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Caging Borders and Carceral StatesIncarcerations, Immigration Detentions, and Resistance$
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Robert T. Chase

Print publication date: 2019

Print ISBN-13: 9781469651231

Published to North Carolina Scholarship Online: September 2020

DOI: 10.5149/northcarolina/9781469651231.001.0001

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PRINTED FROM UNIVERSITY OF NORTH CAROLINA PRESS SCHOLARSHIP ONLINE (www.northcarolina.universitypressscholarship.com). (c) Copyright University of North Carolina Press, 2021. All Rights Reserved. An individual user may print out a PDF of a single chapter of a monograph in NCSO for personal use.date: 20 September 2021

Blood In, Blood Out

Blood In, Blood Out

The Emergence of California Prison Gangs in the 1960s

Chapter:
(p.245) Blood In, Blood Out
Source:
Caging Borders and Carceral States
Author(s):

Heather Mccarty

Publisher:
University of North Carolina Press
DOI:10.5149/northcarolina/9781469651231.003.0009

The chapter offers a study of changing social relations within the prison system during the transition from 60s-era activism to gang formation in the beginning decades of mass incarceration. Between the decades of the 1960s and 1990s, California experienced a societal shift within prisons from interracial and Black Power campaigns for prisoners’ rights to the racialized balkanization and violence stemming from the rise of prison gangs and the worsening of prison conditions due to overcrowding. Within prisons, mass incarceration’s effect reshaped prison societies because the rapid growth of prison populations accelerated the violence that accompanies human caging. Internal dynamics of societal change reflected California’s changing racial demography, as Cold War defense industries and giant agribusinesses attracted African American laborers from the U.S. South and Mexican migrant laborers from across the border. As mass incarceration swept up more people of color in California’s overcrowded prison system, the prior social networks centered on politicization and protest were disrupted and replaced by rival prison gangs who met the needs of a sub rosa internal prison economy with racial violence and competition.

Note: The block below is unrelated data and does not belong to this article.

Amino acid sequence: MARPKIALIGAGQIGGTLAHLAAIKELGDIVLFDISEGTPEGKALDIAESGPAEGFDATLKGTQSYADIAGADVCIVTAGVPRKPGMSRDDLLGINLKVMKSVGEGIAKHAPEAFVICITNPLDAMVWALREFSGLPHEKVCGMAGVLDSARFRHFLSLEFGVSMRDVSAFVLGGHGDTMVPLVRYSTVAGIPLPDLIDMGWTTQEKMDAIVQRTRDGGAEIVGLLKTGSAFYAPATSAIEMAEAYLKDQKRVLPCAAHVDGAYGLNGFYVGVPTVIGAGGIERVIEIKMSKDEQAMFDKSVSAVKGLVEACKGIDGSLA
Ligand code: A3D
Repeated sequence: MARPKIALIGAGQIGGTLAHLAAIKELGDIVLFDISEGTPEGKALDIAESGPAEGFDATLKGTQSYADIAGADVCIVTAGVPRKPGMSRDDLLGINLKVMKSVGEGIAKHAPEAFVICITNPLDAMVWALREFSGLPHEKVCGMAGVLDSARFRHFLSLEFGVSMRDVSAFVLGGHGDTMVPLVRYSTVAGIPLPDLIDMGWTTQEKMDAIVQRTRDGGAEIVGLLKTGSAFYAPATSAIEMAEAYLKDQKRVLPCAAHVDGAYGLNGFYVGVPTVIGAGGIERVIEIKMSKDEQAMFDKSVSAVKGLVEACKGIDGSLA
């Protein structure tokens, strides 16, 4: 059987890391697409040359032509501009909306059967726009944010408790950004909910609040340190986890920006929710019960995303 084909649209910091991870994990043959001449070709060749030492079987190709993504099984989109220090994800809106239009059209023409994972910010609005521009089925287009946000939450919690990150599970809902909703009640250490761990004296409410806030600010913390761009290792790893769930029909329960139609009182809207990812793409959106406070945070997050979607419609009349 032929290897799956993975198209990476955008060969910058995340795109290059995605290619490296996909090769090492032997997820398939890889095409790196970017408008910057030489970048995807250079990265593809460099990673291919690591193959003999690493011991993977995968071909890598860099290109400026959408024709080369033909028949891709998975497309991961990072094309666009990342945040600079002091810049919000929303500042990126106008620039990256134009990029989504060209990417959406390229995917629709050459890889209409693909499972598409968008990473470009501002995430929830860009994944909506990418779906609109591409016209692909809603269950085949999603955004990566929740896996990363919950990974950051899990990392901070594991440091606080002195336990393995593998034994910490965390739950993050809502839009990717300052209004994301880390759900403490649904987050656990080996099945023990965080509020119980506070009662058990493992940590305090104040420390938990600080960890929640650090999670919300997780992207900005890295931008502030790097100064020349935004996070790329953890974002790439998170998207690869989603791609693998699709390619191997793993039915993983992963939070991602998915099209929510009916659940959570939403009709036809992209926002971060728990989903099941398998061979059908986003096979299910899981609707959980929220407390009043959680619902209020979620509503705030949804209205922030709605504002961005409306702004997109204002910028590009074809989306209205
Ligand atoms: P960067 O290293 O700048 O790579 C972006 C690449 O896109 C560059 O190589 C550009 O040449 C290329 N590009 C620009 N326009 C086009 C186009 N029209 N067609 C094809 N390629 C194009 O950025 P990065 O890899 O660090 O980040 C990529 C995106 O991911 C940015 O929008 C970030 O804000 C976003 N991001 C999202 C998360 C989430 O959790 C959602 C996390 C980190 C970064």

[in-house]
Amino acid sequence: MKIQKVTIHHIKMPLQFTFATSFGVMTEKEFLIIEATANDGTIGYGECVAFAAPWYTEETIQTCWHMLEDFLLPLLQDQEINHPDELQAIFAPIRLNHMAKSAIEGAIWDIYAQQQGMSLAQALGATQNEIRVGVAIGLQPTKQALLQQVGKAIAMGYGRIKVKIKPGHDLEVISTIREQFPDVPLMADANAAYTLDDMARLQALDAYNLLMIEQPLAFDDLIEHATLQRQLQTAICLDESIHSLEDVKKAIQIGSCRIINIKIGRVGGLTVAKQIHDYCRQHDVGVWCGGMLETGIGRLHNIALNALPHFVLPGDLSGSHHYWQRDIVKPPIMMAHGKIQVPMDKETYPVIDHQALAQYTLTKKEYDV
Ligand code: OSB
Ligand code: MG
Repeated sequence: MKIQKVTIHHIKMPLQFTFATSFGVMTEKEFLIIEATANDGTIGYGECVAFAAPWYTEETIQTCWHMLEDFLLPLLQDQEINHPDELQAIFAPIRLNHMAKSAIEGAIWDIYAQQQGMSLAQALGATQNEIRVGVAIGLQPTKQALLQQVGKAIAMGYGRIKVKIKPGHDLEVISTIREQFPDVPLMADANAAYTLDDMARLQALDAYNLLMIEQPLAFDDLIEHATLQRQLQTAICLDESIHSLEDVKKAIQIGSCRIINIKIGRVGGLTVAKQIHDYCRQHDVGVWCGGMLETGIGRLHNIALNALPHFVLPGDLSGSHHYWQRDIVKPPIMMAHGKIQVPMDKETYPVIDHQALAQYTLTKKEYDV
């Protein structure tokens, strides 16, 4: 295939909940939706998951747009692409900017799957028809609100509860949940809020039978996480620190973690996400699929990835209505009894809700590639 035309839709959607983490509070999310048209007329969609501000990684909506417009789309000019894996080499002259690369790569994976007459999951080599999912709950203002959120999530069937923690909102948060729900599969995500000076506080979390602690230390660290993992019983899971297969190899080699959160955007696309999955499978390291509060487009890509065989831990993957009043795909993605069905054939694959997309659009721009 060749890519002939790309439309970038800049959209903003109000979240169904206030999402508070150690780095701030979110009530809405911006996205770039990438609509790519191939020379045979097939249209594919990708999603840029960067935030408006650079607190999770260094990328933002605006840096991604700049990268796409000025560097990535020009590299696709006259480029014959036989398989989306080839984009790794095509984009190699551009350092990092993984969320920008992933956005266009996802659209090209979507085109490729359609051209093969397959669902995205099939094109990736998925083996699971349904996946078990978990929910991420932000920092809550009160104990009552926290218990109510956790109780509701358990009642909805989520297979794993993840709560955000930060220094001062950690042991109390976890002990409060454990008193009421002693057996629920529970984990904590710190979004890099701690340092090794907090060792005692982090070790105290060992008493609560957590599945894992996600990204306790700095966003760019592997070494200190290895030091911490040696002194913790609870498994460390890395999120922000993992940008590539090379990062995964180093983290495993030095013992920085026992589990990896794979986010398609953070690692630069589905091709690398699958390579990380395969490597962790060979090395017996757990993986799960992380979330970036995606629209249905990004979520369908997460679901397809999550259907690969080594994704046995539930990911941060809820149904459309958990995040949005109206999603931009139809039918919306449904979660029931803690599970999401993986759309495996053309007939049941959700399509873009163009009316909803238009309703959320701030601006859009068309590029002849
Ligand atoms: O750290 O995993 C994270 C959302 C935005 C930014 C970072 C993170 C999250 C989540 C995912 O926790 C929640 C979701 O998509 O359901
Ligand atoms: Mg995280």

Keywords:   Activism, Gang formation, Mass incarceration, Prison system, California, Black Power, Prisoners’ rights, Violence, Overcrowding, Migrant labor

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